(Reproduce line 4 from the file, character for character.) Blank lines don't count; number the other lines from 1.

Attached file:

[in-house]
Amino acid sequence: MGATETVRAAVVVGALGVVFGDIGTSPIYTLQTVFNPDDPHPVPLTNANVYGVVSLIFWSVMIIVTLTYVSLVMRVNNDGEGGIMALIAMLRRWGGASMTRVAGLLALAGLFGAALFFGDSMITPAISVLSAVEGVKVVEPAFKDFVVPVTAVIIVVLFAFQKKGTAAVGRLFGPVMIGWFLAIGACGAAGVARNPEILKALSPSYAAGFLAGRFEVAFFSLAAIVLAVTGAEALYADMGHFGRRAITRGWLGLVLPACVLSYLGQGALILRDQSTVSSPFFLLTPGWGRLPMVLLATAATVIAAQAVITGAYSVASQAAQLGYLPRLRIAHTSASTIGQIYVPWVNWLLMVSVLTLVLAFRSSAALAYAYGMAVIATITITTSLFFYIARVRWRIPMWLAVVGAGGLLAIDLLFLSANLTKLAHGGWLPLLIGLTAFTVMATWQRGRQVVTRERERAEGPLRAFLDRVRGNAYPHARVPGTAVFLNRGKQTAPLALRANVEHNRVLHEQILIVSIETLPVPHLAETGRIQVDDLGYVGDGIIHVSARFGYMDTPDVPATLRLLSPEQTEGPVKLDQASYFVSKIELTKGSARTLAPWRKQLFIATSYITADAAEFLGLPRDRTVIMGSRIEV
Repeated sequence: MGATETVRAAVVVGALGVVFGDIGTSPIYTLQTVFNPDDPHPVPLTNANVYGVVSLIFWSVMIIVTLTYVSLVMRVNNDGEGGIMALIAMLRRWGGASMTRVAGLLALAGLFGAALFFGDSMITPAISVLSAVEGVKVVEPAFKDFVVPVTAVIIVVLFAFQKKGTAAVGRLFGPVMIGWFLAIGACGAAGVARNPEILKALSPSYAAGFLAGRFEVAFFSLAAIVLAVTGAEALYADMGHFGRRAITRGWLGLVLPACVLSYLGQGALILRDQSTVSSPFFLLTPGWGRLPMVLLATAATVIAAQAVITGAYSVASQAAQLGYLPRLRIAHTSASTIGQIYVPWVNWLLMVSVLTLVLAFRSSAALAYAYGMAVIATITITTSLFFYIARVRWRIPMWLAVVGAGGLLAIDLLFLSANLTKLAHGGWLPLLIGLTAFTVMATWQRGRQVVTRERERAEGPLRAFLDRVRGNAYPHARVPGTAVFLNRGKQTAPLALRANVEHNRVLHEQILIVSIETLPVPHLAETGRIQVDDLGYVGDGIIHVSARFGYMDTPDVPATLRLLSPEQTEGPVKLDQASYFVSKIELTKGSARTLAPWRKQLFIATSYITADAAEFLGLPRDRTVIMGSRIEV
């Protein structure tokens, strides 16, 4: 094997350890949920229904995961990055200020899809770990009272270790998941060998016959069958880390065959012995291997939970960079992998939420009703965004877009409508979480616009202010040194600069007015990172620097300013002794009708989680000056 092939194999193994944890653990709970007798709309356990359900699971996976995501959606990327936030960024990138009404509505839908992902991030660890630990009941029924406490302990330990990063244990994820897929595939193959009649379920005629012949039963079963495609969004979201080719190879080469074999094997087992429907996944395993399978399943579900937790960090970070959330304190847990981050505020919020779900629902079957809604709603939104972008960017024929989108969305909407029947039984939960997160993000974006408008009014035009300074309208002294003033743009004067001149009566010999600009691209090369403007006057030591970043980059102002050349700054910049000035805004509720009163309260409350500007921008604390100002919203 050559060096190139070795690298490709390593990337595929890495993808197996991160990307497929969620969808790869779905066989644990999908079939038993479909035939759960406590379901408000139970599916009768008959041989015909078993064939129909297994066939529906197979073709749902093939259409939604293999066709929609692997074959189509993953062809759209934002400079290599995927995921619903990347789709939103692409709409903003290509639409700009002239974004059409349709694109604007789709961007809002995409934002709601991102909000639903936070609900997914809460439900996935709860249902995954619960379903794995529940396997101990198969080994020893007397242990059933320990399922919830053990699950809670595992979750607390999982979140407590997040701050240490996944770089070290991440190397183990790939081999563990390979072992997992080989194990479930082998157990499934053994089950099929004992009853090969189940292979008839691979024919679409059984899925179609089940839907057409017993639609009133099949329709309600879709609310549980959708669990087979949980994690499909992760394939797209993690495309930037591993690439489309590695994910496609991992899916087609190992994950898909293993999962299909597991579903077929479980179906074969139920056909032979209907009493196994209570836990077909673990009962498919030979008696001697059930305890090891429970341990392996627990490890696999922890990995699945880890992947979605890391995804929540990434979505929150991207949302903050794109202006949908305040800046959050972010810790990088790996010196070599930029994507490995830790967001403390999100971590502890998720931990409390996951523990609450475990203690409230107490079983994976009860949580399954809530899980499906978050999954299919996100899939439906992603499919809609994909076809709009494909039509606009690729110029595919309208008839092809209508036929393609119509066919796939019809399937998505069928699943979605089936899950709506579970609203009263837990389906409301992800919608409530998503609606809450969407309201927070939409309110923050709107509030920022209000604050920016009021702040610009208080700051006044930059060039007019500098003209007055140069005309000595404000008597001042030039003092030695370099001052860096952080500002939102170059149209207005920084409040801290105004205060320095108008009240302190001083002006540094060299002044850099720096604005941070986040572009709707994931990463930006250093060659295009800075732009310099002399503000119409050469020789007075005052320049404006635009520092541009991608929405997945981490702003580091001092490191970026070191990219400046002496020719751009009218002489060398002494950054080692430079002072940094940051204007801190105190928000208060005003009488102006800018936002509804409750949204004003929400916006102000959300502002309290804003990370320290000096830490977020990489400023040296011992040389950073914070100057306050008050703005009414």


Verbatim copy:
């Protein structure tokens, strides 16, 4: 094997350890949920229904995961990055200020899809770990009272270790998941060998016959069958880390065959012995291997939970960079992998939420009703965004877009409508979480616009202010040194600069007015990172620097300013002794009708989680000056 092939194999193994944890653990709970007798709309356990359900699971996976995501959606990327936030960024990138009404509505839908992902991030660890630990009941029924406490302990330990990063244990994820897929595939193959009649379920005629012949039963079963495609969004979201080719190879080469074999094997087992429907996944395993399978399943579900937790960090970070959330304190847990981050505020919020779900629902079957809604709603939104972008960017024929989108969305909407029947039984939960997160993000974006408008009014035009300074309208002294003033743009004067001149009566010999600009691209090369403007006057030591970043980059102002050349700054910049000035805004509720009163309260409350500007921008604390100002919203 050559060096190139070795690298490709390593990337595929890495993808197996991160990307497929969620969808790869779905066989644990999908079939038993479909035939759960406590379901408000139970599916009768008959041989015909078993064939129909297994066939529906197979073709749902093939259409939604293999066709929609692997074959189509993953062809759209934002400079290599995927995921619903990347789709939103692409709409903003290509639409700009002239974004059409349709694109604007789709961007809002995409934002709601991102909000639903936070609900997914809460439900996935709860249902995954619960379903794995529940396997101990198969080994020893007397242990059933320990399922919830053990699950809670595992979750607390999982979140407590997040701050240490996944770089070290991440190397183990790939081999563990390979072992997992080989194990479930082998157990499934053994089950099929004992009853090969189940292979008839691979024919679409059984899925179609089940839907057409017993639609009133099949329709309600879709609310549980959708669990087979949980994690499909992760394939797209993690495309930037591993690439489309590695994910496609991992899916087609190992994950898909293993999962299909597991579903077929479980179906074969139920056909032979209907009493196994209570836990077909673990009962498919030979008696001697059930305890090891429970341990392996627990490890696999922890990995699945880890992947979605890391995804929540990434979505929150991207949302903050794109202006949908305040800046959050972010810790990088790996010196070599930029994507490995830790967001403390999100971590502890998720931990409390996951523990609450475990203690409230107490079983994976009860949580399954809530899980499906978050999954299919996100899939439906992603499919809609994909076809709009494909039509606009690729110029595919309208008839092809209508036929393609119509066919796939019809399937998505069928699943979605089936899950709506579970609203009263837990389906409301992800919608409530998503609606809450969407309201927070939409309110923050709107509030920022209000604050920016009021702040610009208080700051006044930059060039007019500098003209007055140069005309000595404000008597001042030039003092030695370099001052860096952080500002939102170059149209207005920084409040801290105004205060320095108008009240302190001083002006540094060299002044850099720096604005941070986040572009709707994931990463930006250093060659295009800075732009310099002399503000119409050469020789007075005052320049404006635009520092541009991608929405997945981490702003580091001092490191970026070191990219400046002496020719751009009218002489060398002494950054080692430079002072940094940051204007801190105190928000208060005003009488102006800018936002509804409750949204004003929400916006102000959300502002309290804003990370320290000096830490977020990489400023040296011992040389950073914070100057306050008050703005009414």